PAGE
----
Last March I did a short post, “Obama is an atheist,” suggesting that perhaps our President was a nonbeliever, and just took on the trappings of a religious person for political reasons. I took a lot of flak for that, but I stand by my claim. Of course, there’s no way to adjudicate the issue—how can you look into his heart? And Obama’s nauseatingly conciliatory remarks about faith and prayer at a February 4 White House prayer breakfast will prove to some that he’s at least a theist.
We all share a recognition—one as old as time—that a willingness to believe–an openness, to grace, a commitment to prayer, can bring sustenance to our lives.
Ann Althouse notes (and don’t discount her opinion just because she’s a semi-conservative):
My source is “Dreams from My Father,” chapter 14. While working as a community organizer, Obama was told that it would “help [his] mission if [he] had a church home” and that Jeremiah Wright “might be worth talking to” because “his message seemed to appeal to young people like [him].” Obama wrote that “not all of what these people [who went to Trinity] sought was strictly religious… it wasn’t just Jesus they were coming home to.” He was told that “if you joined the church you could help us start a community program,” and he didn’t want to “confess that [he] could no longer distinguish between faith and mere folly.” He was, he writes, “a reluctant skeptic.” Thereafter, he attends a church service and hears Wright give a sermon titled “The Audacity of Hope” (which would, of course, be the title of Obama’s second book). He describes how moved he was by the service, but what moves him is the others around him as they respond to a sermon about black culture and history. He never says he felt the presence of God or accepted Jesus as his savior or anything that suggests he let go of his skepticism. Obama’s own book makes him look like an agnostic (or an atheist). He respects religion because he responds to the people who believe, and he seems oriented toward leveraging the religious beliefs of the people for worldly, political ends.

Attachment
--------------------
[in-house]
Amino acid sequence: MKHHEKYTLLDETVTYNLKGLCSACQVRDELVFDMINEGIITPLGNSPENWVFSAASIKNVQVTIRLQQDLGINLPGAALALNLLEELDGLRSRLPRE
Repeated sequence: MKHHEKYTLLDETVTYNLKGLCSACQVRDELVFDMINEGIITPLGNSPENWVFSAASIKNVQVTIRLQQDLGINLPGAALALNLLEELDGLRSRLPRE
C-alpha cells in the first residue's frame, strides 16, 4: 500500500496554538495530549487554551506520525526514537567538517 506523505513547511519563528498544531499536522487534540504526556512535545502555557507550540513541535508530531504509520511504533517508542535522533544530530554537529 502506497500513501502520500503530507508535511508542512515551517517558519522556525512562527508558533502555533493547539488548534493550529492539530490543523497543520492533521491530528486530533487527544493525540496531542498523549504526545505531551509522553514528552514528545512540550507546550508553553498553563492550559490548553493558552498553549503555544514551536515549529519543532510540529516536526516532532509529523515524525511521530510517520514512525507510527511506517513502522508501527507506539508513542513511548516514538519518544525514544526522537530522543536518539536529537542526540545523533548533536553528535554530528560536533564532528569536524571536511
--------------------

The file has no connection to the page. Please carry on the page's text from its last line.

Face it: none of us really knows what the man believes. Consider this, though: what if he really was an atheist, as his earlier history suggests, but also had a burning desire to be President? What would he do? Pretend that he was religious, of course! Nobody who refuses to pander to the faithful could ever be elected President in this era. This fact immediately makes all the evidence for Obama’s “faith” suspect, like Michael Corleone assuring a Congressional committee that he’s just a simple importer of olive oil.
But unless Obama’s undergone a radical White House conversion to Jebus, I still think the evidence points to godlessness. Would that make him a liar and a hypocrite on this point? Of course.